September 9, 2017

The truth is ALL homes are sold as-is. Sellers are never under the obligation to make repairs unless they agree to, short sale or not.

Now while it is generally in the sellers best interest to remedy or somehow accommodate for defects discovered during an inspection, sellers are under no legal obligation to do so.

While your purchase contract will spell out what recourse you have for inspection issues, most of the time a contingency for home inspections allows the buyer to rescind the contract should a home inspection reveal the home to be in unsatisfactory condition and if no resolution can be reached between the seller and buyer.

These same rules apply to short sales.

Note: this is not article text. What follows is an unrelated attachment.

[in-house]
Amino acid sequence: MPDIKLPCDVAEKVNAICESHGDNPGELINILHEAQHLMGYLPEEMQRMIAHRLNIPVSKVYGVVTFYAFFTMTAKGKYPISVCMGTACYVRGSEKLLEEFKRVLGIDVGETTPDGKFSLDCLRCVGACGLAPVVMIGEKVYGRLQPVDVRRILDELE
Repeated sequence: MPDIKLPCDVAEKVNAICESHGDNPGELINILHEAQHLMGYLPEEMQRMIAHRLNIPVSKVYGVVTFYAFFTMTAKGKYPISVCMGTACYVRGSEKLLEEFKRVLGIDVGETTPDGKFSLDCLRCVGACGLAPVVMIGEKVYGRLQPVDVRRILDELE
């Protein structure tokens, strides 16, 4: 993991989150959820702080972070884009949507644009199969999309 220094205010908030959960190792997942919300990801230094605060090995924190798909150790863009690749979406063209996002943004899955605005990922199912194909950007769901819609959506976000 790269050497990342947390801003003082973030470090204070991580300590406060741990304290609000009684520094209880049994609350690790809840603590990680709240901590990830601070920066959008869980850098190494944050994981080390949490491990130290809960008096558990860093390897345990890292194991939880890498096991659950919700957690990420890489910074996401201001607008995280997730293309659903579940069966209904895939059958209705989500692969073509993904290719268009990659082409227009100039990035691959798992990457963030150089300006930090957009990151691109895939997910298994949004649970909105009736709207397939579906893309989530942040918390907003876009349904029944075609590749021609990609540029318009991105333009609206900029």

Now keep in mind, in a short sale there is always a greater likelihood that the seller lacks funds to make any major repairs and is more likely to agree to a credit or a price reduction to accommodate major inspection findings, but I have seen plenty of short sellers make repairs on their dime to help facilitate their home sale.

If a home is advertised as-is, or if the buyer in writing agrees to accept the home as-is, but includes a home inspection contingency –  the buyer may still walk away from the purchase if inspections are unsatisfactory. The buyer may also choose ask for financial compensation or sometimes they still even ask for a repair to be made…and the seller has the right to respond however they wish. Short sales are no exception.

Last Updated on September 19, 2017 by Minna Reid

About the author 

Minna Reid

Minna Reid is The Broker - Owner of Reid Real Estate Group. Reid Real Estate Group is a full-service Connecticut residential real estate brokerage, specializing in helping homeowners with legal and financial challenges including short sales, probate sales and tax lien complications.

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